How accurate is a single cutpoint to identify high blood pressure in adolescents?

Paolo Brambilla, Anita Andreano, Laura Antolini, Giorgio Bedogni, Alessandro Salvatoni, Lorenzo Iughetti, Luis Alberto Moreno, Angelo Pietrobelli, Simonetta Genovesi

Research output: Contribution to journalArticlepeer-review


In 2007 the International Diabetes Federation (IDF) proposed single blood pressure (BP) cutpoints (systolic: ≥130 mm Hg and diastolic: ≥85 mm Hg) for the diagnosis of high blood pressure (HBP) in adolescents. Before this proposal, HBP had been defined as BP at or above the 95th percentile for age, sex, and height percentile (reference standard). In this study, we evaluated the risk for misclassification when using the IDF single-cutpoints criteria. We first applied the IDF criteria to a reconstructed population with the same age, sex, and height distribution as the population used to develop the reference standard. The proposed single cutpoints corresponded to percentiles from the 81.6th to 99.9th for systolic BP and from the 92.9th to 98.9th for diastolic BP in the reconstructed population. Using IDF criteria, there were high false-negative fractions for both systolic and diastolic BP (from 54% to 93%) in 10- to 12-year-olds and a false-positive fraction up to 35% in older subjects. We then applied the IDF criteria to 1,162 overweight/obese adolescents recruited during 1998-2000 from pediatric clinical centers in Milano, Varese, and Modena in Italy and in Zaragoza, Spain. Overall false-negative and false-positive fractions were 22% and 2%, respectively; negative predictive values were especially low for 10- to 12-year-old subjects. The use of IDF's single cutpoints carries a high risk of misclassification, mostly due to false negatives in younger subjects. The effort to simplify diagnosis could be overcome by the risk of undiagnosed HBP.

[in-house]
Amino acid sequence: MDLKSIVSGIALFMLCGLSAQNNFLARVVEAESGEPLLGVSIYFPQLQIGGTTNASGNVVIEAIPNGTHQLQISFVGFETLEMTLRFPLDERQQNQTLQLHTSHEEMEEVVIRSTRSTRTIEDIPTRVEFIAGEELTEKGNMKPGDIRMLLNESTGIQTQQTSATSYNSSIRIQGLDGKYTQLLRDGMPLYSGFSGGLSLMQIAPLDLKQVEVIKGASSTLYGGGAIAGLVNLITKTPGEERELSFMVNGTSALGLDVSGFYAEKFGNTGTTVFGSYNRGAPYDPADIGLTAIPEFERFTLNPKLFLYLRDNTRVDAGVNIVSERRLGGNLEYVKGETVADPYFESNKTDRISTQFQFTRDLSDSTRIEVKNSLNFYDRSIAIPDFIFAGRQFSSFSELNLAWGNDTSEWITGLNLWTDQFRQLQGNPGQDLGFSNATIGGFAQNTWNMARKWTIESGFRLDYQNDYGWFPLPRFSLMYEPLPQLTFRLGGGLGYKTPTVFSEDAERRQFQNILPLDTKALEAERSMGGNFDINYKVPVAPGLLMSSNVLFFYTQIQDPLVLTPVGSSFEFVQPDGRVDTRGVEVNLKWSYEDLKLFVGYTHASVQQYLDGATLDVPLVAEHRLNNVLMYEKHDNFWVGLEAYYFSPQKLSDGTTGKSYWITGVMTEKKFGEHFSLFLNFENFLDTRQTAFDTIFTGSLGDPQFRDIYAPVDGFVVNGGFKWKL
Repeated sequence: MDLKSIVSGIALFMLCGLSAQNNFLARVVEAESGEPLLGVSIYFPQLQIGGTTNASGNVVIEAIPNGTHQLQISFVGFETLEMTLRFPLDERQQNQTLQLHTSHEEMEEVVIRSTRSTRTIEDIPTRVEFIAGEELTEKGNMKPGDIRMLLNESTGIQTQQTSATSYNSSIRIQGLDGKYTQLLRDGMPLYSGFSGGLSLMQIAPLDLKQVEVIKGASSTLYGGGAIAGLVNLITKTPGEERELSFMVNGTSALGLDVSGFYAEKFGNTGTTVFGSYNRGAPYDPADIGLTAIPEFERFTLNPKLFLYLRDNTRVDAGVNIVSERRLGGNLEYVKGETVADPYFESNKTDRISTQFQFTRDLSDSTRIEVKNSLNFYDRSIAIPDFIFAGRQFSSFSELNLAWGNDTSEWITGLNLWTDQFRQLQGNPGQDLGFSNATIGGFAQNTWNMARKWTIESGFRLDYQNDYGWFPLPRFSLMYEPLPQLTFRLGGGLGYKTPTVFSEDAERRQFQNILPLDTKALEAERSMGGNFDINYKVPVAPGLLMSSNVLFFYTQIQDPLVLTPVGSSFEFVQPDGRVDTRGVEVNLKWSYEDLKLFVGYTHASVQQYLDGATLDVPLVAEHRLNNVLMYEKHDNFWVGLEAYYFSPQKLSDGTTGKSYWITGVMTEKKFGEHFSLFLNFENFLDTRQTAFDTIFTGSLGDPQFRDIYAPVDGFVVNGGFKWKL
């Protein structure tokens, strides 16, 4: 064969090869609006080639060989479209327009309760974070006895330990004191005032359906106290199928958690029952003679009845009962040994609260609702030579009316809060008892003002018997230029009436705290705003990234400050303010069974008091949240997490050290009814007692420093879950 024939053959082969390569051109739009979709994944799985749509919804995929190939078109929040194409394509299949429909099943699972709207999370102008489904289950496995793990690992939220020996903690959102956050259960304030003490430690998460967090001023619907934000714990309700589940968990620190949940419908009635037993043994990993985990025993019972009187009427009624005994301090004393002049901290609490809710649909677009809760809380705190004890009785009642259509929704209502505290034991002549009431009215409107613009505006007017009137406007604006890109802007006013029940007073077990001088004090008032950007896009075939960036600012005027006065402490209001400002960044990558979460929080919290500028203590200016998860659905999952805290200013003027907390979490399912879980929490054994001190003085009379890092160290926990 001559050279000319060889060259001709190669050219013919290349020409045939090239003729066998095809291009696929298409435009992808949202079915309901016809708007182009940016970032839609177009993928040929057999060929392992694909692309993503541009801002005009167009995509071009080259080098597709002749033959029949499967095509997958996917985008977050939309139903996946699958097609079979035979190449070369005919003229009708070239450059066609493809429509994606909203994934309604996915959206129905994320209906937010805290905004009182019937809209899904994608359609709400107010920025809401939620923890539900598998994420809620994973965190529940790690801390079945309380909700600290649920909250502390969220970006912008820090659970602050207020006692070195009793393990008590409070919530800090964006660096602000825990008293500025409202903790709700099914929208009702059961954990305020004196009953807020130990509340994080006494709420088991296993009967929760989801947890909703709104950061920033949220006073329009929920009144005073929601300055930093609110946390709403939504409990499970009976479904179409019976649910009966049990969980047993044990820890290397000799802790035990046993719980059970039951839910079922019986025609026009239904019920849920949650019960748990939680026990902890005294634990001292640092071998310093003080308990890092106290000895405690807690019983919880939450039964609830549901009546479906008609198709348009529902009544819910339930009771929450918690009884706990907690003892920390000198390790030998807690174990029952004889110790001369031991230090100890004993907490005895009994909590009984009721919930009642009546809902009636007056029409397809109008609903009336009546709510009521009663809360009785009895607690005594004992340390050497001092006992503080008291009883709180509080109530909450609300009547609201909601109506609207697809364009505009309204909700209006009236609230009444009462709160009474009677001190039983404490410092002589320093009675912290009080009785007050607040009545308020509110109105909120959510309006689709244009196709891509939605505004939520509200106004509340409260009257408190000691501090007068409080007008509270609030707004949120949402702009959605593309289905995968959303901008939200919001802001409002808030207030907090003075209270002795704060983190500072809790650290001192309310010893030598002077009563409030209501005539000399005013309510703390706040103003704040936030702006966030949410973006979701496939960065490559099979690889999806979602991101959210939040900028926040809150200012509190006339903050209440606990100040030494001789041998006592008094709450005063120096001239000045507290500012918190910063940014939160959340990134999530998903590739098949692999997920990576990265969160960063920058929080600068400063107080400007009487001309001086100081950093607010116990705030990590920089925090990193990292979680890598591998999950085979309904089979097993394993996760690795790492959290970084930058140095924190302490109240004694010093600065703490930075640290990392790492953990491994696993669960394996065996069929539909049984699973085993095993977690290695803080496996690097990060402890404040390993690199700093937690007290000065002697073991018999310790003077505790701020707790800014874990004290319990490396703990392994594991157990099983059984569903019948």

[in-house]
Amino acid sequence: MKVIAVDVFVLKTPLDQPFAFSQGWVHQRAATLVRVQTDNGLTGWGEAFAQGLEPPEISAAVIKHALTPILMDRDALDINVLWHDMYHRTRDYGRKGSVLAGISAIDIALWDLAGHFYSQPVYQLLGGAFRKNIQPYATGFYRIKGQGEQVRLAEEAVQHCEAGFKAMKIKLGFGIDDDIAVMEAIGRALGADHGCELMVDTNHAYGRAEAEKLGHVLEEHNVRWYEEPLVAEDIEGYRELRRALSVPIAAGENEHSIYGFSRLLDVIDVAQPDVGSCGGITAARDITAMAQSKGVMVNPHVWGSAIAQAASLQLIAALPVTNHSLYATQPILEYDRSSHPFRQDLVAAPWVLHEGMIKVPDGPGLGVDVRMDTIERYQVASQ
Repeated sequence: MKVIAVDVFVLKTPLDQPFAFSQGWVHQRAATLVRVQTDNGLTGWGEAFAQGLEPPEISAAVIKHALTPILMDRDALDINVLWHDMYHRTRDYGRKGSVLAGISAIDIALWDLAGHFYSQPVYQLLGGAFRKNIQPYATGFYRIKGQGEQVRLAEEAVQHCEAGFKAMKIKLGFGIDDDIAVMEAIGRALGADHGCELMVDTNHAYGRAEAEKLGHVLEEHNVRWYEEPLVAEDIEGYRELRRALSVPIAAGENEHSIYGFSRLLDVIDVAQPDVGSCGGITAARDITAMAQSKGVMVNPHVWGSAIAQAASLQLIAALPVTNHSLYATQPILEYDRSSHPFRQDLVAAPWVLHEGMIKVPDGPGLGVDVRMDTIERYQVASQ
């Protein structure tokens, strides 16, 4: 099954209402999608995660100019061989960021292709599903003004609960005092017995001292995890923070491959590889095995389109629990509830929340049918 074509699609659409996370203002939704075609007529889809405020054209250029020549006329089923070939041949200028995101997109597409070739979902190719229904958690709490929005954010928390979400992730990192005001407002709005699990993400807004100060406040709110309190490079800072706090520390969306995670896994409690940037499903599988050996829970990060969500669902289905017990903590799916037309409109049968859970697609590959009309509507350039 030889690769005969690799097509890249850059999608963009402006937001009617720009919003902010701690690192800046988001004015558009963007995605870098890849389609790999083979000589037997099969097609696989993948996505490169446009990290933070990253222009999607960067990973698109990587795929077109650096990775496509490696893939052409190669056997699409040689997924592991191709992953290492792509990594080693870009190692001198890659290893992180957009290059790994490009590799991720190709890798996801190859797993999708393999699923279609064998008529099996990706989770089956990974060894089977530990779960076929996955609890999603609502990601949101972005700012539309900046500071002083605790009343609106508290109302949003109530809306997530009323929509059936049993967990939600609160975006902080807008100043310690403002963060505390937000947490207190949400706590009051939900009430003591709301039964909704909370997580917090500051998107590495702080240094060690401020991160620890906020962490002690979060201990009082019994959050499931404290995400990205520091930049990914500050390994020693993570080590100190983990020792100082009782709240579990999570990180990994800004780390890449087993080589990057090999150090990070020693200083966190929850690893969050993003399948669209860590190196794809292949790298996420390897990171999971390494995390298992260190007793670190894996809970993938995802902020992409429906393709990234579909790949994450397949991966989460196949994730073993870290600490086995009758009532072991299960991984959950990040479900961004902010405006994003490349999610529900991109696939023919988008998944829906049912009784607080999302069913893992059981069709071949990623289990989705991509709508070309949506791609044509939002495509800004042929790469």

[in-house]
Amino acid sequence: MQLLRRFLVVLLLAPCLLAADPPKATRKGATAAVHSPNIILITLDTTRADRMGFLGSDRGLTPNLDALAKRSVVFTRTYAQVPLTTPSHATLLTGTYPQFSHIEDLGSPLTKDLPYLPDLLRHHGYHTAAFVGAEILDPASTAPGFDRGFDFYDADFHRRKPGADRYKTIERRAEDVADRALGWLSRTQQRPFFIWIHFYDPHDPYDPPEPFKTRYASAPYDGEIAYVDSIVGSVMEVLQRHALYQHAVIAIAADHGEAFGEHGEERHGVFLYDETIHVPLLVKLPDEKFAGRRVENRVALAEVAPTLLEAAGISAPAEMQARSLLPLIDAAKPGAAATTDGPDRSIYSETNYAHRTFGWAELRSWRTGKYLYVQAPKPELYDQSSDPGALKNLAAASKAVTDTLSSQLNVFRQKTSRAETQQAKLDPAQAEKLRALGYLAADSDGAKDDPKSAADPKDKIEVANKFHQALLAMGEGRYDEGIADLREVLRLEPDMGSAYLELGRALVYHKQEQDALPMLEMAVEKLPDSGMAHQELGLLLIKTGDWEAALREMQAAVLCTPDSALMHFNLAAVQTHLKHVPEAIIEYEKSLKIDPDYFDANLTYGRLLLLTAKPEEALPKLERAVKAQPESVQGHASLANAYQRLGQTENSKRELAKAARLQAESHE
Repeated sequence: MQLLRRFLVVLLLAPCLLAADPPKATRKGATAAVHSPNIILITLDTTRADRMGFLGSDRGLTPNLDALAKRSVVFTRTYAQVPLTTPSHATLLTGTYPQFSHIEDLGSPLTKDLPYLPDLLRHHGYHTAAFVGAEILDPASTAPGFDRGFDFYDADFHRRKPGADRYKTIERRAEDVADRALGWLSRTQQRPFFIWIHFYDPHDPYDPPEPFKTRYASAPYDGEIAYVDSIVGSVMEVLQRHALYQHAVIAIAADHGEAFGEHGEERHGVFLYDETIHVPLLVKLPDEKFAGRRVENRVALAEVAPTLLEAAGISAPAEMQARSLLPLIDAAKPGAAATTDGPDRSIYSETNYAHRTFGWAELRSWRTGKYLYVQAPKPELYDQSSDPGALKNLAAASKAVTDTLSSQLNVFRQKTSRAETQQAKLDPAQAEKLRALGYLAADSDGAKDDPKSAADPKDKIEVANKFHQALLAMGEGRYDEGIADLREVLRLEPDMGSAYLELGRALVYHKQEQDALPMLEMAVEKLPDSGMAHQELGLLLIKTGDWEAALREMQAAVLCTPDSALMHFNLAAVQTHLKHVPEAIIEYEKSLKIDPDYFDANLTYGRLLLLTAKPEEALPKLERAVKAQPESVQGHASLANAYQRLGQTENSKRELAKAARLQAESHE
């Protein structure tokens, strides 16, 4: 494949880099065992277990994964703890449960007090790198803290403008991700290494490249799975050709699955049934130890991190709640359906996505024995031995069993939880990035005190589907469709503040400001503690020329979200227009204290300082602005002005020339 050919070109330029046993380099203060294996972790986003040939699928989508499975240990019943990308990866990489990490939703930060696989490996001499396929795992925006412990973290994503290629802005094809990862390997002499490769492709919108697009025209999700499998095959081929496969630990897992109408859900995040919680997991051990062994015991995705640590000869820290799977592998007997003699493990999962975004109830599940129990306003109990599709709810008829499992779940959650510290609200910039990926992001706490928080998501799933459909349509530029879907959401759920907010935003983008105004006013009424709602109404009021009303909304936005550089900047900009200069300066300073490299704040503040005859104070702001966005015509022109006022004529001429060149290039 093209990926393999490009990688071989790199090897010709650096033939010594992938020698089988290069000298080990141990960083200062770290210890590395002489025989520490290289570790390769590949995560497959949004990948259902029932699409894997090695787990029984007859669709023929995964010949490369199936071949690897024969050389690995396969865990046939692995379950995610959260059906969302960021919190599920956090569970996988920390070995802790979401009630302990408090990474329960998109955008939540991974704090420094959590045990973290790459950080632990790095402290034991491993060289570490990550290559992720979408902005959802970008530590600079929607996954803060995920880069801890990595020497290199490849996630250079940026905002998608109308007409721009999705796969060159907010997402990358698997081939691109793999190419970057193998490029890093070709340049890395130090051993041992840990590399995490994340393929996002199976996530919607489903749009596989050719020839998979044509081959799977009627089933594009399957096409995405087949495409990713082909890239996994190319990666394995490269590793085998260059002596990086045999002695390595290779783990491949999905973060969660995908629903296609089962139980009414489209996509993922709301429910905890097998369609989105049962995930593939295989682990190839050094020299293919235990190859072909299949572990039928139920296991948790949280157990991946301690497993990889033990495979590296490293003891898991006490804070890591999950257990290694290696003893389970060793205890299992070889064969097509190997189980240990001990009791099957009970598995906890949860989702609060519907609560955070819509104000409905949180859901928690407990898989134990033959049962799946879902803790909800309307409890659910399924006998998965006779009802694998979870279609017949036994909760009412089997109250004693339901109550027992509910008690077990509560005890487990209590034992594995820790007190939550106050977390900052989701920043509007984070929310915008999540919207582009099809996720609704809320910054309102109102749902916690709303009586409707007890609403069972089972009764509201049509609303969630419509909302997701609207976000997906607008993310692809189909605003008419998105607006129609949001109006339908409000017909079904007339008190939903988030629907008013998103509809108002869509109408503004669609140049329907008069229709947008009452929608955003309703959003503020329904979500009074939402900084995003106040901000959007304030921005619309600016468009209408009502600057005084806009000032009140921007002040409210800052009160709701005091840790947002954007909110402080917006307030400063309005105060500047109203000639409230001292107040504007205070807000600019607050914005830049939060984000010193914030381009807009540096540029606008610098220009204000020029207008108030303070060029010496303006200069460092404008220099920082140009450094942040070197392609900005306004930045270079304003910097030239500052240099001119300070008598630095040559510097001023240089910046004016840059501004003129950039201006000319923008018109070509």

Original languageEnglish
Pages (from-to)295-303
Number of pages9
JournalAmerican Journal of Epidemiology
Issue number4
Publication statusPublished - Feb 1 2017


  • Adolescence
  • Hypertension
  • Metabolic syndrome
  • Obesity
  • Overweight

ASJC Scopus subject areas

  • Epidemiology


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